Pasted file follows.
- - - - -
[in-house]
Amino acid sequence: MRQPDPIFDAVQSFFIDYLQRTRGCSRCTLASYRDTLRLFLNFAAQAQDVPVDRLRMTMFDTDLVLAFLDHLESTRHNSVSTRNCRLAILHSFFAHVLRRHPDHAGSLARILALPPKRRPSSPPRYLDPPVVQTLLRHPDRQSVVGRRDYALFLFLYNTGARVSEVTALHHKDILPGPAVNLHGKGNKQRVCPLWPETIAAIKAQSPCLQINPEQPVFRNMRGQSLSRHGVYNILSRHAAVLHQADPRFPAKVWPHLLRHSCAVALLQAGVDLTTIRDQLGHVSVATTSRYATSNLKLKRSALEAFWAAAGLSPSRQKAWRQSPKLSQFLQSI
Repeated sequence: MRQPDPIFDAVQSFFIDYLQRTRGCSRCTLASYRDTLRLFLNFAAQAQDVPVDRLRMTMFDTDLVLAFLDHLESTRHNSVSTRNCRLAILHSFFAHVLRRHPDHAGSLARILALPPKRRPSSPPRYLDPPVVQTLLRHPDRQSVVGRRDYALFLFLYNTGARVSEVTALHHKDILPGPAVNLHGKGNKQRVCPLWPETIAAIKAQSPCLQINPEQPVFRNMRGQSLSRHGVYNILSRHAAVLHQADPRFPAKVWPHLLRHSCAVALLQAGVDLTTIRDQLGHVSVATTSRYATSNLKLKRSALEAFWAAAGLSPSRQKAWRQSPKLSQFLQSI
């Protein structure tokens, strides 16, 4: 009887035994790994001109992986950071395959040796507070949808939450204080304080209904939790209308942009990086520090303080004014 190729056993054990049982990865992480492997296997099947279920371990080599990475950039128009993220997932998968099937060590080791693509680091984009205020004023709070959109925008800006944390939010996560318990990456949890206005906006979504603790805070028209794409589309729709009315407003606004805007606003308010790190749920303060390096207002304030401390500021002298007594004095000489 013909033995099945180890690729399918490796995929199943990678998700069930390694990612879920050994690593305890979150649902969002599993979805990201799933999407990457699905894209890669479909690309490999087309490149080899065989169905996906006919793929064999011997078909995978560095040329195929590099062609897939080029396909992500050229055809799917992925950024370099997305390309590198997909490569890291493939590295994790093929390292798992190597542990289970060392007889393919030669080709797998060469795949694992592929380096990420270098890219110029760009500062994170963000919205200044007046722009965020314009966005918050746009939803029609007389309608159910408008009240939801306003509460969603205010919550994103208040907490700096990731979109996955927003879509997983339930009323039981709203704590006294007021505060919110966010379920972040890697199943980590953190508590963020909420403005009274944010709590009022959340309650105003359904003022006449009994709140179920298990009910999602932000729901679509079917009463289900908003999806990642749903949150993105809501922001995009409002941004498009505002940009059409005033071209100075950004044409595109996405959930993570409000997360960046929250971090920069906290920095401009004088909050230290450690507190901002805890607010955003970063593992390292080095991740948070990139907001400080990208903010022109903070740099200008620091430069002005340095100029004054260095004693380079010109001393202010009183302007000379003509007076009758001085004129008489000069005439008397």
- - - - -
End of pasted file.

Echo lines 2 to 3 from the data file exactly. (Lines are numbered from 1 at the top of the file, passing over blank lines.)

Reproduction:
Amino acid sequence: MRQPDPIFDAVQSFFIDYLQRTRGCSRCTLASYRDTLRLFLNFAAQAQDVPVDRLRMTMFDTDLVLAFLDHLESTRHNSVSTRNCRLAILHSFFAHVLRRHPDHAGSLARILALPPKRRPSSPPRYLDPPVVQTLLRHPDRQSVVGRRDYALFLFLYNTGARVSEVTALHHKDILPGPAVNLHGKGNKQRVCPLWPETIAAIKAQSPCLQINPEQPVFRNMRGQSLSRHGVYNILSRHAAVLHQADPRFPAKVWPHLLRHSCAVALLQAGVDLTTIRDQLGHVSVATTSRYATSNLKLKRSALEAFWAAAGLSPSRQKAWRQSPKLSQFLQSI
Repeated sequence: MRQPDPIFDAVQSFFIDYLQRTRGCSRCTLASYRDTLRLFLNFAAQAQDVPVDRLRMTMFDTDLVLAFLDHLESTRHNSVSTRNCRLAILHSFFAHVLRRHPDHAGSLARILALPPKRRPSSPPRYLDPPVVQTLLRHPDRQSVVGRRDYALFLFLYNTGARVSEVTALHHKDILPGPAVNLHGKGNKQRVCPLWPETIAAIKAQSPCLQINPEQPVFRNMRGQSLSRHGVYNILSRHAAVLHQADPRFPAKVWPHLLRHSCAVALLQAGVDLTTIRDQLGHVSVATTSRYATSNLKLKRSALEAFWAAAGLSPSRQKAWRQSPKLSQFLQSI